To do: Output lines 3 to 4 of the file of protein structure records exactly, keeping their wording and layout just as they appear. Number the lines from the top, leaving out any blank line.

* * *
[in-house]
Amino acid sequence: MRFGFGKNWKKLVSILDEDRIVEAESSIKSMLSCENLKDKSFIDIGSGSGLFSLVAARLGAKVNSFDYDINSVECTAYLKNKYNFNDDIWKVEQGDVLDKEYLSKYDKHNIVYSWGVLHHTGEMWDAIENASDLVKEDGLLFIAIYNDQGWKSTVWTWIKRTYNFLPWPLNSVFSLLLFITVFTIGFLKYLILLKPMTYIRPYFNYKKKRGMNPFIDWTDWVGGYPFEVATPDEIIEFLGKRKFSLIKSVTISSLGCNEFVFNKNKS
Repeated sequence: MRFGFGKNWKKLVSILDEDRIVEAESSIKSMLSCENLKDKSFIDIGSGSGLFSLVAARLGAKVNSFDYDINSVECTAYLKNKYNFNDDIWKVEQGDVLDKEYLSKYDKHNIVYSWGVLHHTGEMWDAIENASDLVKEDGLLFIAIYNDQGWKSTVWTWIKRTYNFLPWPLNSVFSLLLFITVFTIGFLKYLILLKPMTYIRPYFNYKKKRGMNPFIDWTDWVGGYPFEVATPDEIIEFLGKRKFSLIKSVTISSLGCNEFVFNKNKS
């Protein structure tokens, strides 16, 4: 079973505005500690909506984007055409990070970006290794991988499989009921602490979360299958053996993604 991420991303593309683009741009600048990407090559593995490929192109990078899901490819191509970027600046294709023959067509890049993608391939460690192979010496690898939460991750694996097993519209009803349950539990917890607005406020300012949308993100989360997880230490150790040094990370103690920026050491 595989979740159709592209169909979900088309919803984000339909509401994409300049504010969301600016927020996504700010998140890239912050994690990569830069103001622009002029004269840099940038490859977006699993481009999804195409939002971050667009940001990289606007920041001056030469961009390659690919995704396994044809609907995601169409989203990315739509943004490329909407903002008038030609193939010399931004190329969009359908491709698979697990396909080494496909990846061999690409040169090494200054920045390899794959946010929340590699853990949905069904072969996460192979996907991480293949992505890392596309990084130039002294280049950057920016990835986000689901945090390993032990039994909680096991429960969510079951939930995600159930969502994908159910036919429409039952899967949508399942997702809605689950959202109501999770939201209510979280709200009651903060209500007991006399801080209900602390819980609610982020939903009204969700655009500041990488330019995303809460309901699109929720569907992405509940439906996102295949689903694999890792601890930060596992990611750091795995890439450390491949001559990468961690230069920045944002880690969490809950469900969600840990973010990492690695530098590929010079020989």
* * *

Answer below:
Repeated sequence: MRFGFGKNWKKLVSILDEDRIVEAESSIKSMLSCENLKDKSFIDIGSGSGLFSLVAARLGAKVNSFDYDINSVECTAYLKNKYNFNDDIWKVEQGDVLDKEYLSKYDKHNIVYSWGVLHHTGEMWDAIENASDLVKEDGLLFIAIYNDQGWKSTVWTWIKRTYNFLPWPLNSVFSLLLFITVFTIGFLKYLILLKPMTYIRPYFNYKKKRGMNPFIDWTDWVGGYPFEVATPDEIIEFLGKRKFSLIKSVTISSLGCNEFVFNKNKS
């Protein structure tokens, strides 16, 4: 079973505005500690909506984007055409990070970006290794991988499989009921602490979360299958053996993604 991420991303593309683009741009600048990407090559593995490929192109990078899901490819191509970027600046294709023959067509890049993608391939460690192979010496690898939460991750694996097993519209009803349950539990917890607005406020300012949308993100989360997880230490150790040094990370103690920026050491 595989979740159709592209169909979900088309919803984000339909509401994409300049504010969301600016927020996504700010998140890239912050994690990569830069103001622009002029004269840099940038490859977006699993481009999804195409939002971050667009940001990289606007920041001056030469961009390659690919995704396994044809609907995601169409989203990315739509943004490329909407903002008038030609193939010399931004190329969009359908491709698979697990396909080494496909990846061999690409040169090494200054920045390899794959946010929340590699853990949905069904072969996460192979996907991480293949992505890392596309990084130039002294280049950057920016990835986000689901945090390993032990039994909680096991429960969510079951939930995600159930969502994908159910036919429409039952899967949508399942997702809605689950959202109501999770939201209510979280709200009651903060209500007991006399801080209900602390819980609610982020939903009204969700655009500041990488330019995303809460309901699109929720569907992405509940439906996102295949689903694999890792601890930060596992990611750091795995890439450390491949001559990468961690230069920045944002880690969490809950469900969600840990973010990492690695530098590929010079020989």